When historians eventually get around to rendering judgement on the Harper Government, they will point to many things. They will certainly cite the gutting of Statistics Canada. Jeffrey Simpson writes:
In the summer of 2010, more than 200 institutions and individuals asked Stephen Harper’s government not to eliminate the long-form census.
They represented a Who’s Who of experts in statistics. All sorts of groups, from B’nai Brith to business associations and trade unions, argued that the long-form census, which required some, but only some, citizens by law to answer questions for Statistics Canada, was essential for presenting the most accurate statistical profile of Canadians.
To no avail. The Prime Minister had made up his mind. His hapless minister, Tony Clement, had to toe the line. He did so in such a way as to misstate the true views of the head of Statistics Canada, who resigned in protest.
But perhaps, more than anything else, the judgement of history will hinge on the Fair Elections Act and how -- once again -- the government paid no heed to its critics:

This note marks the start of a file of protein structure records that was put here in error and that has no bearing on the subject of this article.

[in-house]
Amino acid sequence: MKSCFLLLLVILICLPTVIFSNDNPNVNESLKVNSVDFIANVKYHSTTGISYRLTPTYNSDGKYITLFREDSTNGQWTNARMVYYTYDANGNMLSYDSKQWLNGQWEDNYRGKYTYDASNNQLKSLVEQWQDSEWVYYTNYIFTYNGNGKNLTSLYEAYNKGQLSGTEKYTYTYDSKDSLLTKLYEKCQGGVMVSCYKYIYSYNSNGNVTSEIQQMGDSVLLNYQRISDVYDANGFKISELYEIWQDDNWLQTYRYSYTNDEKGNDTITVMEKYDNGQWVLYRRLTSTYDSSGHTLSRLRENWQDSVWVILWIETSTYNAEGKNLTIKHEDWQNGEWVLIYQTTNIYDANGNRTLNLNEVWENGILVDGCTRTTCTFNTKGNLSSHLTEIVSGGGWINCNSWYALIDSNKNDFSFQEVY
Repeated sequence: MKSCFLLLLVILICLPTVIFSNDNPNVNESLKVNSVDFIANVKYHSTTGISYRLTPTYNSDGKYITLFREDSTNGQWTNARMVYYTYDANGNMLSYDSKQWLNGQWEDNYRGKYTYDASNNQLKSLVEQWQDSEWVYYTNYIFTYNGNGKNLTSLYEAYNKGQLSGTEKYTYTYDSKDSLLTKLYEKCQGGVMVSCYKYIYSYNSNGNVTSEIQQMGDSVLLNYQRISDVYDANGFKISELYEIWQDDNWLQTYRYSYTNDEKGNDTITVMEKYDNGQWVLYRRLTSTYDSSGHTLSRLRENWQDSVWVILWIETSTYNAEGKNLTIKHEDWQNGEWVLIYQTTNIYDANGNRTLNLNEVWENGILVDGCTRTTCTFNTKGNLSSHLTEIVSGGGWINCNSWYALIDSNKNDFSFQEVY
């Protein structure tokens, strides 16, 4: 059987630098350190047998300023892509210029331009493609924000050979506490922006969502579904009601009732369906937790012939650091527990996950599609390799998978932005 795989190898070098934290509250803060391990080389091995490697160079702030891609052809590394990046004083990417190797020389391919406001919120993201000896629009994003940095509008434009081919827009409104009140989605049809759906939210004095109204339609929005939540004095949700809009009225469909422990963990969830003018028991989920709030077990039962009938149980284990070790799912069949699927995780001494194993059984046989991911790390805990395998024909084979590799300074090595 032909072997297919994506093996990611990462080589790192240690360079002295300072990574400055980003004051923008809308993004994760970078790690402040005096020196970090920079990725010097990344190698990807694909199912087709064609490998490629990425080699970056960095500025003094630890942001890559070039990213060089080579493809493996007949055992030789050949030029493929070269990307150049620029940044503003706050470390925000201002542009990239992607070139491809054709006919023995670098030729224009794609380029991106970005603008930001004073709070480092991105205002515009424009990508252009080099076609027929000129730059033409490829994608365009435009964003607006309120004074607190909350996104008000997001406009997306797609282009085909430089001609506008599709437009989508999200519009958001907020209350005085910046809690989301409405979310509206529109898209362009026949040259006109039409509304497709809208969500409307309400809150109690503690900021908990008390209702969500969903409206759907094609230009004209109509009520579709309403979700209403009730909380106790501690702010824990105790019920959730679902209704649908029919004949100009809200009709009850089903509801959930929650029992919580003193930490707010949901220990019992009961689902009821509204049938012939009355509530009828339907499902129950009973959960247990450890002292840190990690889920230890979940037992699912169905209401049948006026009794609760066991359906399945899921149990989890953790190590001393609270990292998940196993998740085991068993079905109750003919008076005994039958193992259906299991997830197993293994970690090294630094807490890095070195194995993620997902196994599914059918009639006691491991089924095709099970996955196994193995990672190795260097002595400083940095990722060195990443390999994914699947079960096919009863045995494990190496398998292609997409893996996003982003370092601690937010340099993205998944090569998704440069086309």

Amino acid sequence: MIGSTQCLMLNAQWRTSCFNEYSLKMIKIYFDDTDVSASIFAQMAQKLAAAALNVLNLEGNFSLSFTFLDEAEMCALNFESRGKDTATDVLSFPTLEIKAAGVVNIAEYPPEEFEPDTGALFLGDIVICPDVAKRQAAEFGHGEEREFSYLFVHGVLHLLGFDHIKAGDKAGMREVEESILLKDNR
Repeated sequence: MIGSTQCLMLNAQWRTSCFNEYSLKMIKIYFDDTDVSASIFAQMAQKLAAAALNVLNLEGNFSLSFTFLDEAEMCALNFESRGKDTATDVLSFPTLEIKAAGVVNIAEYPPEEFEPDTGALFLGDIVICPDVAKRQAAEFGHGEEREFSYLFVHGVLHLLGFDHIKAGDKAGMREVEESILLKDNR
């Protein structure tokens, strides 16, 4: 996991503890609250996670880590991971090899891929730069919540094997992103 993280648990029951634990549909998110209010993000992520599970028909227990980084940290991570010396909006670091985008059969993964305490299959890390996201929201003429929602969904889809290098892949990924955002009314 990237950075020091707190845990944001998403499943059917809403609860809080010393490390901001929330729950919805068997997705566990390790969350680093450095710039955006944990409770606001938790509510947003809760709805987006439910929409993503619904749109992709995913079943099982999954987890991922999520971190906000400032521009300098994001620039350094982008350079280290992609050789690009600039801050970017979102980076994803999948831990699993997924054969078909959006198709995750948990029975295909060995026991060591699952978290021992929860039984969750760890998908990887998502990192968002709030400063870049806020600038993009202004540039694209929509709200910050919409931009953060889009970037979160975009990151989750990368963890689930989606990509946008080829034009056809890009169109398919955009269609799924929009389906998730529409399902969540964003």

As Prof. Paul Thomas of the University of Manitoba (and a member of the Elections Canada advisory board) pointed out in a paper he wrote about the proposed changes, Britain’s electoral commission was extensively consulted before changes to the law. Here, Mr. Poilievre said he spent an hour with Chief Electoral Officer Marc Mayrand before drafting the bill. Obviously, he did not highly value Mr. Mayrand’s analysis during their brief meeting, since the Chief Electoral Officer just dumped all over important parts of the bill before the parliamentary committee.
Up to this point, there is no one piece of legislation which better defines the Harperites. And there is no better spokesman for them than Pierre Poilievre:
This is how the government is proceeding, led by Minister for Democratic Reform Pierre Poilievre, a young man who leaped into the cabinet principally for his leather-lunged abilities at partisan verbal jousting. Anyone who believes Mr. Poilievre can act on just about anything without the interests of the Conservative Party at heart has not been observing his career thus far. Unbridled partisanship has its place in politics, one supposes, but not for updating elections law.
The Harperites have never been concerned with governing. Their objective has always been to rig the system in their favour. And, when historians eventually take their measure, my bet is that the present government will be in the running for the worst government in Canadian history.